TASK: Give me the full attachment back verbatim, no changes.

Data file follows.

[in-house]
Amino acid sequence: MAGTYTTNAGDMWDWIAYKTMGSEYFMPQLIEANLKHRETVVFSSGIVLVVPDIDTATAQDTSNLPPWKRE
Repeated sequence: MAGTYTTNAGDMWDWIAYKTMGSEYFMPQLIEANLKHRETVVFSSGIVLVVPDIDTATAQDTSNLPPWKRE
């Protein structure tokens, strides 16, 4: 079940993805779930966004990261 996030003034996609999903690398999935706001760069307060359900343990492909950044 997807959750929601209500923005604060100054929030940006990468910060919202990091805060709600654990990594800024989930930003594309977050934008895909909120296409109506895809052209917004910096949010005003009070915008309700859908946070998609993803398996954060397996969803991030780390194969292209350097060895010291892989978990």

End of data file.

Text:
[in-house]
Amino acid sequence: MAGTYTTNAGDMWDWIAYKTMGSEYFMPQLIEANLKHRETVVFSSGIVLVVPDIDTATAQDTSNLPPWKRE
Repeated sequence: MAGTYTTNAGDMWDWIAYKTMGSEYFMPQLIEANLKHRETVVFSSGIVLVVPDIDTATAQDTSNLPPWKRE
């Protein structure tokens, strides 16, 4: 079940993805779930966004990261 996030003034996609999903690398999935706001760069307060359900343990492909950044 997807959750929601209500923005604060100054929030940006990468910060919202990091805060709600654990990594800024989930930003594309977050934008895909909120296409109506895809052209917004910096949010005003009070915008309700859908946070998609993803398996954060397996969803991030780390194969292209350097060895010291892989978990």